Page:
Hands-on with Audubon

Bethany Sheffer and Bao the box turtle entertained and educated attendees of Sharon Audubon's presentation at Norfolk Library Wednesday, Jan. 31.

Riley Klein

Hands-on with Audubon

NORFOLK — Insects, reptiles and birds are not typically welcome guests inside a library, but four special friends from Sharon Audubon were greeted with open arms at Norfolk Library on Wednesday, Jan. 31.

Bethany Sheffer of Sharon Audubon educated and entertained a group of 12 children who departed the school bus at the library. She brought with her a stick bug, a box turtle, a ball python and a dove, along with a table of touchable items like turtle shells and snake sheddings.

Each of the critters resides at Sharon Audubon nature sanctuary and are unfit for release for various reasons. Sheffer shared both the individual histories of each animal with the group as well as the unique aspects of the different species.

Stick bugs, also known as “walking sticks,” Sheffer explained, are a unique species of insect that are highly adept to camouflage. At a quick glance, they look identical to wooden sticks and can sell the act to predators by posing in unusual stances.

“See his arm in the air right now? He’s like, ‘Maybe if I pause with my arm up, all of you guys won’t see me,’” said Sheffer.

The stick bug at Norfolk Library did not have a name, so Sheffer requested suggestions.

“Princess,” shouted one attendee.

“Twiggy,” exclaimed another.

“Princess Twiggy,” remarked a third.

Sheffer then brought out a box turtle named Bao who was sent to live at Sharon Audubon after a dog cracked his shell. The damage restricted Bao from being able to recluse into his shell and left him vulnerable to predators.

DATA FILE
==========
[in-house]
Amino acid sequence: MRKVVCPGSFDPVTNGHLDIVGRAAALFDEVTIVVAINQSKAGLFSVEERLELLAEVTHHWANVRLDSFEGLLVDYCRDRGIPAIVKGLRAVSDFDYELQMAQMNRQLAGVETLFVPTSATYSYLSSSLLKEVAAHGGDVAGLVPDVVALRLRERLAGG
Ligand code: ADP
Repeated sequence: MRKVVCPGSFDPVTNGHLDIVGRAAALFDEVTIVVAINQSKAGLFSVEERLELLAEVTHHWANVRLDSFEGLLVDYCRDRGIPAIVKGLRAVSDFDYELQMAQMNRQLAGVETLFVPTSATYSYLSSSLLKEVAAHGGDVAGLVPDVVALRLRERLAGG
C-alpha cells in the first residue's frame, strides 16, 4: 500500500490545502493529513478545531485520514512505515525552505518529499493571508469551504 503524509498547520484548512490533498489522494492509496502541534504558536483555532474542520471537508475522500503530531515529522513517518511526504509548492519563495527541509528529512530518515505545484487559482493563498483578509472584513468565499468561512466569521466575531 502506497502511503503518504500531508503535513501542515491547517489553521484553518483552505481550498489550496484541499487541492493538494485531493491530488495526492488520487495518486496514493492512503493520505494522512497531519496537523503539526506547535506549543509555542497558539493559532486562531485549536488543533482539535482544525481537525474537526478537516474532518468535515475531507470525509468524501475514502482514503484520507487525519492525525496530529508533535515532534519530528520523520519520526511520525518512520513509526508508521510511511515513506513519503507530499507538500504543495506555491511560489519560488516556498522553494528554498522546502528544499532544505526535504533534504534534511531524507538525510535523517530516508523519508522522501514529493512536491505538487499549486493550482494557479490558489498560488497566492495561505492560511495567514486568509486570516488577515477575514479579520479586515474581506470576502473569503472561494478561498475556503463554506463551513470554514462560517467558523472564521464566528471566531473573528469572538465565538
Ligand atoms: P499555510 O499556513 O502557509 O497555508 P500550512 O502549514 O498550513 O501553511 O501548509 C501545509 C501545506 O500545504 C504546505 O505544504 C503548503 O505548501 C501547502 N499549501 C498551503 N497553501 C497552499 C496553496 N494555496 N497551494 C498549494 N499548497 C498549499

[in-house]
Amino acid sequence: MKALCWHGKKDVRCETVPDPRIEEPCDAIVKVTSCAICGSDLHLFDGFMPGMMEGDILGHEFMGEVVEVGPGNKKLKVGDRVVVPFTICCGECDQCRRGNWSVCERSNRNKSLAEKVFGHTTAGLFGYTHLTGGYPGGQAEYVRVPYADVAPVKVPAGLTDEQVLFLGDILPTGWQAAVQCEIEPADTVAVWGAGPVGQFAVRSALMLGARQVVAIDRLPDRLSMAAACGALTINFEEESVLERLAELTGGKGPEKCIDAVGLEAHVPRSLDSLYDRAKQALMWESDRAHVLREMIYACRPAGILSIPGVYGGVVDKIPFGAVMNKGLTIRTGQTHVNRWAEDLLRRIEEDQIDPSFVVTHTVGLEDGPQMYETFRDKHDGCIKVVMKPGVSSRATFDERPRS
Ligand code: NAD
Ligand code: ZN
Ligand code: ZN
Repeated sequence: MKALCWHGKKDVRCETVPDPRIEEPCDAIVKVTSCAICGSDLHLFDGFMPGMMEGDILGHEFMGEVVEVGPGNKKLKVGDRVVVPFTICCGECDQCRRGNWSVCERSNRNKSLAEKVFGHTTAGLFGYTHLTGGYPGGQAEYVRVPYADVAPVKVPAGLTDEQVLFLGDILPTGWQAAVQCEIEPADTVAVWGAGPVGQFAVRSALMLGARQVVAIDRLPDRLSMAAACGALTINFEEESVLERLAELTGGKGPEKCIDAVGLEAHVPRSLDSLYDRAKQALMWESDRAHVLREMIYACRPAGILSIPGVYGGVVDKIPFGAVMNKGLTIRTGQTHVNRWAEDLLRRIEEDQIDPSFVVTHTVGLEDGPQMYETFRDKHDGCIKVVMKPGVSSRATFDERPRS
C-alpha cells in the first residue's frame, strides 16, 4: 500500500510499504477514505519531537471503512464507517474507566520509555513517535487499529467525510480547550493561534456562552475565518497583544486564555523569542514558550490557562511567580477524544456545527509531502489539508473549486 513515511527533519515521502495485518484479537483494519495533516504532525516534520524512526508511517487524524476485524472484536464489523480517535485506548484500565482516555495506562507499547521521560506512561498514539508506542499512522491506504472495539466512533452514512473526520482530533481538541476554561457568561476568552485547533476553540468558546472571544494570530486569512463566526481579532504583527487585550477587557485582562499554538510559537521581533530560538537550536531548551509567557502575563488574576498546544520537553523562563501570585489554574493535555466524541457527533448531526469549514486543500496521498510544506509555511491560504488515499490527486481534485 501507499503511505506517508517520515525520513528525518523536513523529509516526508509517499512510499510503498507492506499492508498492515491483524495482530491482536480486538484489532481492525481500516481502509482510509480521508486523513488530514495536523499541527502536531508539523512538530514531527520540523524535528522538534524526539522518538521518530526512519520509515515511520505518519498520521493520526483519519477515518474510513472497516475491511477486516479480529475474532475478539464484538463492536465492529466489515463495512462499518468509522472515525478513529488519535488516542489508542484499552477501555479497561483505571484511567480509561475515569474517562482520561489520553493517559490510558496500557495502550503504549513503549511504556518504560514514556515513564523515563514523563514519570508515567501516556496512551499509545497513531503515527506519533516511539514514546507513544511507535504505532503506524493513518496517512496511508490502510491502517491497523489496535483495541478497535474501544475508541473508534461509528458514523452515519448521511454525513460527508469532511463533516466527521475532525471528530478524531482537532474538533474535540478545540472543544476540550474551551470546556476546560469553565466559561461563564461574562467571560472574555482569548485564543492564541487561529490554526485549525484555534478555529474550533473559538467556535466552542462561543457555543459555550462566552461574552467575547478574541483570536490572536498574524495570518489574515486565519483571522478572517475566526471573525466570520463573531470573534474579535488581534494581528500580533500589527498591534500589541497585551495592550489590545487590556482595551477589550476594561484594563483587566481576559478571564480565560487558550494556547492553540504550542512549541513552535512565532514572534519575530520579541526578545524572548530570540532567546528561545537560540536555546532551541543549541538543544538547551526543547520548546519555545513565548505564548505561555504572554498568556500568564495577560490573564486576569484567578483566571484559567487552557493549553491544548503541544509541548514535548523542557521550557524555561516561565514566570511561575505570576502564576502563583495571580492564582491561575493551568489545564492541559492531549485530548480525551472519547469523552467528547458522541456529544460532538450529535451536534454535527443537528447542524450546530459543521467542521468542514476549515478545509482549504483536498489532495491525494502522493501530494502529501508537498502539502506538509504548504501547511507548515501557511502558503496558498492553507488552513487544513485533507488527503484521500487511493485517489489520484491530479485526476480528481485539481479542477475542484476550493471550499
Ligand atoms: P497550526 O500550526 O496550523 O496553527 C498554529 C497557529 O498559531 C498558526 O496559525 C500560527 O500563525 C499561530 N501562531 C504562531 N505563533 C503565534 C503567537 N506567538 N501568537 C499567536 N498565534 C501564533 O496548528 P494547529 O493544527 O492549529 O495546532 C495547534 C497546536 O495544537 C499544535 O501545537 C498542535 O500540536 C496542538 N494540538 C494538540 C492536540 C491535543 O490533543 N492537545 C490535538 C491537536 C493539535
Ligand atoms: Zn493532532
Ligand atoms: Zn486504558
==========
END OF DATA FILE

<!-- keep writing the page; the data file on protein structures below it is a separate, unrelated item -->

Guests took turns holding the turtle to get an up-close look.

“He feels wet,” said one child as she hesitantly held Bao.

A ball python then made an appearance. Named Togo, this snake was originally a pet that was surrendered to the Audubon. Sheffer explained that ball pythons are native to West Africa and are constrictor snakes, not venomous snakes.

“Animals only ever bite if they’re scared and feel they need to protect themselves or if they’re hungry and they’re biting their food,” she said.

Finally, Sheffer shared a white dove named Paloma who arrived at Sharon Audubon in need of recovery.

Paloma was released as part of a ceremony, probably a wedding, and was found injured. She was reportedly featherless upon arrival in Sharon. Through treatment at the Audubon, Paloma’s plumage has returned but she remains flightless.

After learning about each animal and getting a feel — literally — for how each one lives, the children concluded by touching all of the related objects on the display table.

“This feels like bubble wrap,” said one child while rustling a snake skin.

Riley Klein

Paloma the dove recovered from injuries at the Sharon Audubon nature sanctuary.

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